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Info Africa - MALAWI

Malawi, previously known as Nyasaland, is located in Southern Africa. It shares a border with Tanzania, Mozambique and Zambia. A former British protectorate, Malawi received its independence in 1964. Malawi fell under the one-party rule leadership of President Banda for three decades following independence. In the mid-1990s, Malawians pressured President Banda to hold elections. The elections allowed Malawians to have a taste of multi-party democracy.  As Malawi gains its political stability, it is faced with the problem of HIV/AIDS that is killing tens of thousands of Malawians very year. In 2004, a program to tackle this problem was launched. It is during this time that President Muluzi revealed that he lost his

brother this pandemic. Malawi is known for its great variety of landscapes. It has everything from wetlands and lakes to forests, mountains and national parks. This country is home to nine national parks and wildlife reserves. While Lilongwe is Malawi’s capital city, Blantyre is Malawi’s commercial capital. Lilongwe is a modern city with attractive markets and an inviting Old Town. Blantyre is the largest town and has the National Museum and the Mandala House, which is the oldest European building in Malawi. Within Lake Nyasa (Malawi), there are two islands, Chisumulu and Likoma Island. Likoma Island is known for its beaches and the Anglican Cathedral, which was built by missionaries over a century ago. Malawi has a rich musical tradition and in fact, most tribes have their own dances and songs. Malawi is known as the ‘warm heart of Africa’ because of the warmth and the friendliness of the Malawians.
CATEGORIES: Demographics - Quick Facts - Economy - Communications - Health Issues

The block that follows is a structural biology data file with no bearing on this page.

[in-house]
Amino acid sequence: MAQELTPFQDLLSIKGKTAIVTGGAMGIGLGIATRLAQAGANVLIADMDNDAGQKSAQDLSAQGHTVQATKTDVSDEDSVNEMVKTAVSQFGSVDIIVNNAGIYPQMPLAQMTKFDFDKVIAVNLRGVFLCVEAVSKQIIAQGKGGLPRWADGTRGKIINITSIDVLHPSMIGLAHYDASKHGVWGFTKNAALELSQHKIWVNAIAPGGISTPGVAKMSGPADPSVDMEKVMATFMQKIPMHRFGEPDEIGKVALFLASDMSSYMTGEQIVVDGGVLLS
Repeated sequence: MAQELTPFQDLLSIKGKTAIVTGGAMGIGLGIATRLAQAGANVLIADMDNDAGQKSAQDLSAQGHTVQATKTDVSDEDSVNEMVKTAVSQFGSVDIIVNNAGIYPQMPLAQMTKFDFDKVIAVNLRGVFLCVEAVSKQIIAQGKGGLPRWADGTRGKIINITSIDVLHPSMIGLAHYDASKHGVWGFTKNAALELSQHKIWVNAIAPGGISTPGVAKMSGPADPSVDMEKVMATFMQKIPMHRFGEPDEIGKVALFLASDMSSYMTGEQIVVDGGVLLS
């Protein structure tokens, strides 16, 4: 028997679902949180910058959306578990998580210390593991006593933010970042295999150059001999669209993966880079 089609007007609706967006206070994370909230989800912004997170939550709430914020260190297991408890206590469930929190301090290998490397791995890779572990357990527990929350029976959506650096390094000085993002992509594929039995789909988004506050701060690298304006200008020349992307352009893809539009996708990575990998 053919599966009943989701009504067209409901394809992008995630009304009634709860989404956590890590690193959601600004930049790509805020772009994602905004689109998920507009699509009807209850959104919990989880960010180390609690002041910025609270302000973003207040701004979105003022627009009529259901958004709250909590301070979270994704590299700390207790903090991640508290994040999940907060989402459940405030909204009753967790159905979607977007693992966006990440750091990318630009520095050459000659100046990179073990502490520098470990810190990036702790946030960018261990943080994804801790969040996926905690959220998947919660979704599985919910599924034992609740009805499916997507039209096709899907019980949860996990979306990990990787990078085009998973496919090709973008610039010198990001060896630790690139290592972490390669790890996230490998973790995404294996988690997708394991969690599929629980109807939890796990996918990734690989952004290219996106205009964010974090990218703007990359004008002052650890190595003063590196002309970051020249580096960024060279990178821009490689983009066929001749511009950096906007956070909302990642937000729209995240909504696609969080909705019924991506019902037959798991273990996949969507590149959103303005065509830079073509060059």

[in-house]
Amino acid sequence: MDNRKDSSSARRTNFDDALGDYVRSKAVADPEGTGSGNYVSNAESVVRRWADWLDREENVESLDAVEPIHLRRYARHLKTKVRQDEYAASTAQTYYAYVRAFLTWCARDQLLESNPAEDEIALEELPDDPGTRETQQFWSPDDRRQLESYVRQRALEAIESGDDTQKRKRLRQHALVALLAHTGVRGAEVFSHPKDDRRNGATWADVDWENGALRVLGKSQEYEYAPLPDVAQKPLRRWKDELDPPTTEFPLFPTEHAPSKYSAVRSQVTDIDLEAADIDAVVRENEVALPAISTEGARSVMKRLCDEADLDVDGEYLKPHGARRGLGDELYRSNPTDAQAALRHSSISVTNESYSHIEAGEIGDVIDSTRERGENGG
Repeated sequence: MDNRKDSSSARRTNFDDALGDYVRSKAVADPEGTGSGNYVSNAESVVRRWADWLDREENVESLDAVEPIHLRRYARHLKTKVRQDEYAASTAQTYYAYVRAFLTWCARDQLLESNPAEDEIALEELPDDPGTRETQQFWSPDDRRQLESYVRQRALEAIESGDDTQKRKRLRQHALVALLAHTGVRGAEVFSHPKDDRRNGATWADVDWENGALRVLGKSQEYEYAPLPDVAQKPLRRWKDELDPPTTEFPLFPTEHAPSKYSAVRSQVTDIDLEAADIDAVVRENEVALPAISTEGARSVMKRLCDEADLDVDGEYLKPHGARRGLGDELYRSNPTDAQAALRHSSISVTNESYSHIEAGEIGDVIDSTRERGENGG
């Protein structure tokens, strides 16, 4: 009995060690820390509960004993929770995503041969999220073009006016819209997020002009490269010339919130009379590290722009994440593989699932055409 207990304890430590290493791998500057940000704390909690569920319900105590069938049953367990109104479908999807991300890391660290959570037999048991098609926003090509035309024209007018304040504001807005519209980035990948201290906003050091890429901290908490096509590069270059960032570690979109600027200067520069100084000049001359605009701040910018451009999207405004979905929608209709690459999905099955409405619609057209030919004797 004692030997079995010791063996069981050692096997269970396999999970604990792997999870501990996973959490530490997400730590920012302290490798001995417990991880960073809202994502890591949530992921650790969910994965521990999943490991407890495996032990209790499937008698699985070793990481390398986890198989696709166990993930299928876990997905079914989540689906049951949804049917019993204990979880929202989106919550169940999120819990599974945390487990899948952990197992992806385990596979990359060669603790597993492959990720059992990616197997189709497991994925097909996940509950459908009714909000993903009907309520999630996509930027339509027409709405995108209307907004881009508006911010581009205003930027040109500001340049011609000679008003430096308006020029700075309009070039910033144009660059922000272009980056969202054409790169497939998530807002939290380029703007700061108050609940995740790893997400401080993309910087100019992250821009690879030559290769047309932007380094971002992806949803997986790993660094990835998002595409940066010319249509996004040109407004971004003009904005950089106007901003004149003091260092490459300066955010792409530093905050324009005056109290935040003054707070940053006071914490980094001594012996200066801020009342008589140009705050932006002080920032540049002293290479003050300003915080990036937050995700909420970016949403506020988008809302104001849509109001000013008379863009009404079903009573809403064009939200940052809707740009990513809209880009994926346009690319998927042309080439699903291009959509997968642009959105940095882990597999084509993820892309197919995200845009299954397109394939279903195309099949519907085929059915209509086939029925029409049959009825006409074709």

Country Flag: Malawi's Flag

Three equal horizontal bands of black (top), red, and green with a radiant, rising, red sun centered in the black band

Nationality: Malawian

Capital: Lilongwe

Population: 13,013,9264 (July 2006 est.)

Age structure:

  • 0-14 years: 46.5%
  • 15-64 years: 50.8%
  • 65 years and over: 2.7% (2006 est.)  

Population growth rate: 2.38% (2006 est.)

Literacy rate:

  • ages 15 and above can read and write.
  • 62.7% of the population is literate (male: 76.1%, female: 49.8%) (2003 est.)

Major religions: Christian 79.9%, Muslim 12.8%, other 3%, none 4.3% (1998 census)

Languages: Chichewa 57.2% (official), Chinyanja 12.8%, Chiyao 10.1%, Chitumbuka 9.5%, Chisena 2.7%, Chilomwe 2.4%, Chitonga 1.7%, other 3.6% (1998 census)

Quick Facts
  • total: 118,480 sq km
  • land: 94,080 sq km
  • water: 24,400 sq km

Area comparative to Canadian province:
double the size of Nova Scotia

Natural resources: limestone, arable land, hydropower, unexploited deposits of uranium, coal, and bauxite

Environmental Issues: deforestation; land degradation; water pollution from agricultural runoff, sewage, industrial wastes; siltation of spawning grounds endangers fish populations


Malawi is rated as one of the world’s least developed countries. With around 90% of the population living in the rural regions, Malawi’s economy is mainly agricultural. In 2005, agriculture accounted for almost 36% of GDP and 80% of export revenues. Tobacco accounts for over 60% of Malawi’s exports. The economy remains dependent upon the IMF, the World Bank and individual donor nations for economic aid. In 2000, Malawi was approved as one of the countries to receive relief under the Heavily Indebted Poor Countries (HIPC) program. The government faces a number of challenges; to develop a market economy, to enhance educational facilities, to resolve environmental concerns, to deal with the severe problem of HIV/AIDS.

Major industries:

  • tobacco
  • tea
  • sugar
  • sawmill products
  • cement
  • consumer goods

Agricultural products:

  • tobacco
  • sugarcane
  • cotton
  • tea
  • corn
  • potatoes
  • cassava (tapioca)
  • sorghum
  • pulses
  • groundnuts
  • Macadamia nuts
  • cattle
  • goats

Oil production: 0 bbl/day (2003)

Railways: 797 km

Road map: 28,400 km (paved: 5,254 km, unpaved: 23,146 km)

Currency: Malawian kwacha


Telephone lines in use: 93,000 (2004)

Cellular lines in use: 222,100 (2004)

Television Stations: 1 (2001)

Radio Stations: AM 9, FM 5 (plus 15 repeater stations), shortwave 2 (plus a third station held in standby status) (2001)

Internet users: 46,100 (2005)

Health Issues

HIV/AIDS adult prevalence rate: 14.2% (2003 est.)

People living with HIV/AIDS: 900,000 (2003 est.)

More Information

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